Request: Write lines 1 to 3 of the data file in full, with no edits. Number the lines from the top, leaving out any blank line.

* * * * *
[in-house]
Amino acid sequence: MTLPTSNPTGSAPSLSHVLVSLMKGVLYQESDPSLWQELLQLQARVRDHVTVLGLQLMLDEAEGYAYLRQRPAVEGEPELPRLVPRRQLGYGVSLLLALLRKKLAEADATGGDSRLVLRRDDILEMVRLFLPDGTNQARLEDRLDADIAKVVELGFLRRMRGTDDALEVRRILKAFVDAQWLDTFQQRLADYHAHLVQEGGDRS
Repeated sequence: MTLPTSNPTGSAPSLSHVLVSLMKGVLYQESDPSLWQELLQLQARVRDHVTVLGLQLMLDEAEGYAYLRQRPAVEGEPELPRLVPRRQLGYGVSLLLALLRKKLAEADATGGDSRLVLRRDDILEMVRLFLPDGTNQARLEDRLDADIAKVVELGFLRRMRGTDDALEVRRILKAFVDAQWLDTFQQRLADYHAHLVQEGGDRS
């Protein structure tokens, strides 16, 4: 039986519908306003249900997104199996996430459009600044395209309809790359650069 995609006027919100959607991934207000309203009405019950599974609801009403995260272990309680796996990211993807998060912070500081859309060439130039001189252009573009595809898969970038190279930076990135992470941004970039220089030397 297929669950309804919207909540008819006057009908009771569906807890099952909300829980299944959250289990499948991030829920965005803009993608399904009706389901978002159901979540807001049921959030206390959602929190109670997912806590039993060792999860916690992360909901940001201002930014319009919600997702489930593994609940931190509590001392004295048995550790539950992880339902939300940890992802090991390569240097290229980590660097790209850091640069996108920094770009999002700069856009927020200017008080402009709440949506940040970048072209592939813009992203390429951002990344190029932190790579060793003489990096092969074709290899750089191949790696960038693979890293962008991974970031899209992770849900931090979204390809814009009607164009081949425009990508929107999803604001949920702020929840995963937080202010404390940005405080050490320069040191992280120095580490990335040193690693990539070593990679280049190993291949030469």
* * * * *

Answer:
[in-house]
Amino acid sequence: MTLPTSNPTGSAPSLSHVLVSLMKGVLYQESDPSLWQELLQLQARVRDHVTVLGLQLMLDEAEGYAYLRQRPAVEGEPELPRLVPRRQLGYGVSLLLALLRKKLAEADATGGDSRLVLRRDDILEMVRLFLPDGTNQARLEDRLDADIAKVVELGFLRRMRGTDDALEVRRILKAFVDAQWLDTFQQRLADYHAHLVQEGGDRS
Repeated sequence: MTLPTSNPTGSAPSLSHVLVSLMKGVLYQESDPSLWQELLQLQARVRDHVTVLGLQLMLDEAEGYAYLRQRPAVEGEPELPRLVPRRQLGYGVSLLLALLRKKLAEADATGGDSRLVLRRDDILEMVRLFLPDGTNQARLEDRLDADIAKVVELGFLRRMRGTDDALEVRRILKAFVDAQWLDTFQQRLADYHAHLVQEGGDRS